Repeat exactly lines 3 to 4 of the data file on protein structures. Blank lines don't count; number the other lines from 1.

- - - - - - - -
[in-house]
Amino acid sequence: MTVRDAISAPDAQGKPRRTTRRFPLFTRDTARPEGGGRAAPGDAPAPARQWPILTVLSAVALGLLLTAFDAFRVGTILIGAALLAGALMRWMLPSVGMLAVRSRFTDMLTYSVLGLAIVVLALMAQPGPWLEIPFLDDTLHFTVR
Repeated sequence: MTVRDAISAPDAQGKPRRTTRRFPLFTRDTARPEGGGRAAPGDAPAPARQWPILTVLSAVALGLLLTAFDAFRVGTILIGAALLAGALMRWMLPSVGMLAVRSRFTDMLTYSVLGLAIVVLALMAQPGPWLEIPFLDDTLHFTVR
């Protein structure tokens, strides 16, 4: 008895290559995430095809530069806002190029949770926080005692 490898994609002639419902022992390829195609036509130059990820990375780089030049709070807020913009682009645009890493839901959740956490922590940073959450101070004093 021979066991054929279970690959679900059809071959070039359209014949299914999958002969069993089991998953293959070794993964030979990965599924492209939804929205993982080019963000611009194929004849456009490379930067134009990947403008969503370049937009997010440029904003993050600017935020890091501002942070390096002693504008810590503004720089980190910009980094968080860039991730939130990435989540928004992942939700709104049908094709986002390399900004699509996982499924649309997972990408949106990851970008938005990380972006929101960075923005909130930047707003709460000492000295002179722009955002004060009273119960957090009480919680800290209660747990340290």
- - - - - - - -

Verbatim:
Repeated sequence: MTVRDAISAPDAQGKPRRTTRRFPLFTRDTARPEGGGRAAPGDAPAPARQWPILTVLSAVALGLLLTAFDAFRVGTILIGAALLAGALMRWMLPSVGMLAVRSRFTDMLTYSVLGLAIVVLALMAQPGPWLEIPFLDDTLHFTVR
């Protein structure tokens, strides 16, 4: 008895290559995430095809530069806002190029949770926080005692 490898994609002639419902022992390829195609036509130059990820990375780089030049709070807020913009682009645009890493839901959740956490922590940073959450101070004093 021979066991054929279970690959679900059809071959070039359209014949299914999958002969069993089991998953293959070794993964030979990965599924492209939804929205993982080019963000611009194929004849456009490379930067134009990947403008969503370049937009997010440029904003993050600017935020890091501002942070390096002693504008810590503004720089980190910009980094968080860039991730939130990435989540928004992942939700709104049908094709986002390399900004699509996982499924649309997972990408949106990851970008938005990380972006929101960075923005909130930047707003709460000492000295002179722009955002004060009273119960957090009480919680800290209660747990340290």